wicked tuna north vs south nat geo 'Wicked Tuna: North vs. South': New Englanders Tyler McLaughlin, TJ Ott compete against Outer Banks fisherman
It’s 5 a.m. on a cold early March Saturday at a marina on Oregon Inlet in Wanchese, N.C., where several captains from the new National Geographic Channel series “Wicked Tuna: North vs. South” are debating whether to go out on the Atlantic.
The bluefin fishing to this point hasn’t been great and seas on this day are at 14 feet, the type of conditions that can shatter windshields, prompting Pin Wheel captain Tyler McLaughlin to quip to Zap2it, “I don’t want to be picking glass shards out of my teeth.” No one is thrilled at the prospect of riding these frigid waves.
The sun comes up and the seas calm down, though not that much, but a few hardy souls — TJ Ott and the Hot Tuna among them — decide to take their chances and steam out the five hours to the tuna grounds. A rough ride and little luck would ensue.
Things would get better for everyone as their stay in the Outer Banks progressed, but at this point in the 10-week shoot, frustration was the prevailing emotion among the Massachusetts boat captains, who just want to catch their quota of fish and go back home to their families.
The spinoff series, which premieres Sunday, Aug. 17, features several of the boats from the original Gloucester, Mass.-based show — McLaughlin’s Pin Wheel (which is co-captained in the new series by Paul Hebert of the Wicked Pissah), Ott’s Hot Tuna and Dave Marciano’s Hard Merchandise — vying against a local fleet of Greg Mayer of the Fishin’ Frenzy, Reed Meredith of the Wahoo and Britton Shackelford of the Doghouse.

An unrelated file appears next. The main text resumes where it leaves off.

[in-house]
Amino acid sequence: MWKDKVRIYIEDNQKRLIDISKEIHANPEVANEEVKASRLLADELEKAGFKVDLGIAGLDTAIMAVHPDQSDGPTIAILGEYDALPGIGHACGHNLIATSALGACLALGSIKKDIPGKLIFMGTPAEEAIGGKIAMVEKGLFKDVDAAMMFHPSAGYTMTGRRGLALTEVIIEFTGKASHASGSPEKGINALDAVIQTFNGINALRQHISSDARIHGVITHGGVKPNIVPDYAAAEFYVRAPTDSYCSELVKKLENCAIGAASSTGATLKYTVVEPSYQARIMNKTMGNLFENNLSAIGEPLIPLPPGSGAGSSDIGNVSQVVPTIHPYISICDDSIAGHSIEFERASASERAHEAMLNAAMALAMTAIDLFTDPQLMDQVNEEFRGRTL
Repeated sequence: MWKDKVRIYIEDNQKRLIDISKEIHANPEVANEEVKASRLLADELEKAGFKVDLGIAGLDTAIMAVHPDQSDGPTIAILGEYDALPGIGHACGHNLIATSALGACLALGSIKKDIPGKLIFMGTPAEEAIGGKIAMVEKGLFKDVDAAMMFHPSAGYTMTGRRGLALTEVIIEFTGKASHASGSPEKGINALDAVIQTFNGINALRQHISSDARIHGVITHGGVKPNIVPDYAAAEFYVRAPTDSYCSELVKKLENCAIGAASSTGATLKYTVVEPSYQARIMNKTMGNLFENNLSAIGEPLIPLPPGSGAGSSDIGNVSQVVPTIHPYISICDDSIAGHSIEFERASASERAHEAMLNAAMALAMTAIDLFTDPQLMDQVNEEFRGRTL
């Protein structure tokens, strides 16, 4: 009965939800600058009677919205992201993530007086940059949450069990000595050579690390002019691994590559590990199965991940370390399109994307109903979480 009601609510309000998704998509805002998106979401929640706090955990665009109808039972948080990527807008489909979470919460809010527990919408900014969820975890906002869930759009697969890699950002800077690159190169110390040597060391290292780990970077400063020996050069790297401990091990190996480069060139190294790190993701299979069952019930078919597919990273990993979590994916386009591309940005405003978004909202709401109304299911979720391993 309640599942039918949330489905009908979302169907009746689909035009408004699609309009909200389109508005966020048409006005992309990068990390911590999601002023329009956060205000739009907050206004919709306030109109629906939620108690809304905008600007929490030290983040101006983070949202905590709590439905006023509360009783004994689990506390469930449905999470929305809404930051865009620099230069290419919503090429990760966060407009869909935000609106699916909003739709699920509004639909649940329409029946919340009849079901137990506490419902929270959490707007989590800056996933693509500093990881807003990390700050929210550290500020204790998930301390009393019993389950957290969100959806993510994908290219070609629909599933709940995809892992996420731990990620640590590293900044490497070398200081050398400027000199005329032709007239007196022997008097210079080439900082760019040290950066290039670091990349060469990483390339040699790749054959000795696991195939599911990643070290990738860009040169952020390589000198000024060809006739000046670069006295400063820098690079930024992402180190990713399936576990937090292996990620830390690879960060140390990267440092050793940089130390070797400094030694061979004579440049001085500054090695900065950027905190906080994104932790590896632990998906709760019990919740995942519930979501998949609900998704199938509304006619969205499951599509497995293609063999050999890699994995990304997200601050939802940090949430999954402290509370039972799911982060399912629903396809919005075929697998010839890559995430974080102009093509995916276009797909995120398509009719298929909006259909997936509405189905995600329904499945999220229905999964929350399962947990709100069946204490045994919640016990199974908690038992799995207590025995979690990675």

“When the fish show up, it’s hot and heavy; it’s an absolute frenzy,” says Ott, back in Gloucester three months later, of the North Carolina shoot. “But until they show up, there’s not even a slight pick. It’s kind of all or nothing. And that was definitely the case for this year. It was slow, nothing around, and then when they showed up, it was like a light switch.”
“It’s really a unique fishery and it’s pretty amazing,” he continues. “A lot of people go to [Prince Edward Island in Atlantic Canada] every summer with the hopes of catching a bluefin, and they’re almost guaranteed a hook-up or two. And I would say the Outer Banks is the equivalent of that in the winter months. If you wanted to charter a boat in March, you’re almost guaranteed to catch a bluefin. It has definitely become a bluefin mecca in the winter.”
Overall, Ott says that despite the hot and cold running tuna, the hazards posed by Oregon Inlet and the time away from home, the trip south proved to be worth his while.
“It was an amazing experience,” he says. “Once we did get some fish to show up and we got out there and caught some, it was as good as it gets. We had some great, great days on the water and we also had some miserable days on the water. But I think the positives way outweighed the negatives.”
Posted by:George Dickie